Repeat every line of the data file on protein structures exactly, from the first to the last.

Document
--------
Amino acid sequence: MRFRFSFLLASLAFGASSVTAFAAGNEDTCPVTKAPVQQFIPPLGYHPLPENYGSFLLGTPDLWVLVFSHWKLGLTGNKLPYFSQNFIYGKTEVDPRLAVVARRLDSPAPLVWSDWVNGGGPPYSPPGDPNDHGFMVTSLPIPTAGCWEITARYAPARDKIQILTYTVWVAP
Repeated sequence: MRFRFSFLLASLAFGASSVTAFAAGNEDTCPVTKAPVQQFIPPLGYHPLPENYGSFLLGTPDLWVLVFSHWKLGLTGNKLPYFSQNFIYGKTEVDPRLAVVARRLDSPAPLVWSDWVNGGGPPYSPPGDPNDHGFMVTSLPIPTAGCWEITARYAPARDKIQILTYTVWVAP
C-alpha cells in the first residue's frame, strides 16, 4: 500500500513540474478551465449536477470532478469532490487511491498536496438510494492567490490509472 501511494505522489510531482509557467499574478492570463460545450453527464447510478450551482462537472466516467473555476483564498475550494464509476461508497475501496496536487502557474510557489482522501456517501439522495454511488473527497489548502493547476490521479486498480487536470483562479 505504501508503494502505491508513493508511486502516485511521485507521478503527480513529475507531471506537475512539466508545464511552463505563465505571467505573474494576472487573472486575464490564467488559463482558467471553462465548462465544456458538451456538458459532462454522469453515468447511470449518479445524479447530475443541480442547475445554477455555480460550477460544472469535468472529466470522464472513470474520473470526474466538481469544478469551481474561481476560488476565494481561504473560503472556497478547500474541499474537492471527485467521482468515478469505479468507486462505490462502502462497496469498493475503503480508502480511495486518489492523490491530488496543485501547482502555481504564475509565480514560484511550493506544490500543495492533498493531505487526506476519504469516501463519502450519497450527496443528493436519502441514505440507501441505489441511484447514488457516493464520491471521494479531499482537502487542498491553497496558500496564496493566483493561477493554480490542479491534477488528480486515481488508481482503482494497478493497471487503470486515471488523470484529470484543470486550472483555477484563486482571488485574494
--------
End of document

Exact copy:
Amino acid sequence: MRFRFSFLLASLAFGASSVTAFAAGNEDTCPVTKAPVQQFIPPLGYHPLPENYGSFLLGTPDLWVLVFSHWKLGLTGNKLPYFSQNFIYGKTEVDPRLAVVARRLDSPAPLVWSDWVNGGGPPYSPPGDPNDHGFMVTSLPIPTAGCWEITARYAPARDKIQILTYTVWVAP
Repeated sequence: MRFRFSFLLASLAFGASSVTAFAAGNEDTCPVTKAPVQQFIPPLGYHPLPENYGSFLLGTPDLWVLVFSHWKLGLTGNKLPYFSQNFIYGKTEVDPRLAVVARRLDSPAPLVWSDWVNGGGPPYSPPGDPNDHGFMVTSLPIPTAGCWEITARYAPARDKIQILTYTVWVAP
C-alpha cells in the first residue's frame, strides 16, 4: 500500500513540474478551465449536477470532478469532490487511491498536496438510494492567490490509472 501511494505522489510531482509557467499574478492570463460545450453527464447510478450551482462537472466516467473555476483564498475550494464509476461508497475501496496536487502557474510557489482522501456517501439522495454511488473527497489548502493547476490521479486498480487536470483562479 505504501508503494502505491508513493508511486502516485511521485507521478503527480513529475507531471506537475512539466508545464511552463505563465505571467505573474494576472487573472486575464490564467488559463482558467471553462465548462465544456458538451456538458459532462454522469453515468447511470449518479445524479447530475443541480442547475445554477455555480460550477460544472469535468472529466470522464472513470474520473470526474466538481469544478469551481474561481476560488476565494481561504473560503472556497478547500474541499474537492471527485467521482468515478469505479468507486462505490462502502462497496469498493475503503480508502480511495486518489492523490491530488496543485501547482502555481504564475509565480514560484511550493506544490500543495492533498493531505487526506476519504469516501463519502450519497450527496443528493436519502441514505440507501441505489441511484447514488457516493464520491471521494479531499482537502487542498491553497496558500496564496493566483493561477493554480490542479491534477488528480486515481488508481482503482494497478493497471487503470486515471488523470484529470484543470486550472483555477484563486482571488485574494